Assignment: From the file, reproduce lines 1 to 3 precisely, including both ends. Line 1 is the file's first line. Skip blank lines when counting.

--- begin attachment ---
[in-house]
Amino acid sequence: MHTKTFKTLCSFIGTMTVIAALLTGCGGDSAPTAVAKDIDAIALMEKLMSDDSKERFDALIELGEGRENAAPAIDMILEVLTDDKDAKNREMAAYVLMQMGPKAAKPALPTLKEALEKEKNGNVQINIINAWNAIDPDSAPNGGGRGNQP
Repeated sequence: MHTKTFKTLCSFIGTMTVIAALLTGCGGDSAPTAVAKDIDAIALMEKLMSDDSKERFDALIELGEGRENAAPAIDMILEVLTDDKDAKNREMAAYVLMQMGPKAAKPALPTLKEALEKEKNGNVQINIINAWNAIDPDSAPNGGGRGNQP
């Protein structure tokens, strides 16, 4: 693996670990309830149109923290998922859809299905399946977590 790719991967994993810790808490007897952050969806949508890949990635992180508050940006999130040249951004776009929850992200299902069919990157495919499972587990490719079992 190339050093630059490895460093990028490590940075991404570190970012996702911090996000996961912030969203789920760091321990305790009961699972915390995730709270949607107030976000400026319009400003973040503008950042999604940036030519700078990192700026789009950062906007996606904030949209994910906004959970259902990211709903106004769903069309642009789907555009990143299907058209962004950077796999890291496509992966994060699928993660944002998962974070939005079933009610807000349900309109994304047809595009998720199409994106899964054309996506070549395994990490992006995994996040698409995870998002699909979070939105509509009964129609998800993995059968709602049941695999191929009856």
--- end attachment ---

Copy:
[in-house]
Amino acid sequence: MHTKTFKTLCSFIGTMTVIAALLTGCGGDSAPTAVAKDIDAIALMEKLMSDDSKERFDALIELGEGRENAAPAIDMILEVLTDDKDAKNREMAAYVLMQMGPKAAKPALPTLKEALEKEKNGNVQINIINAWNAIDPDSAPNGGGRGNQP
Repeated sequence: MHTKTFKTLCSFIGTMTVIAALLTGCGGDSAPTAVAKDIDAIALMEKLMSDDSKERFDALIELGEGRENAAPAIDMILEVLTDDKDAKNREMAAYVLMQMGPKAAKPALPTLKEALEKEKNGNVQINIINAWNAIDPDSAPNGGGRGNQP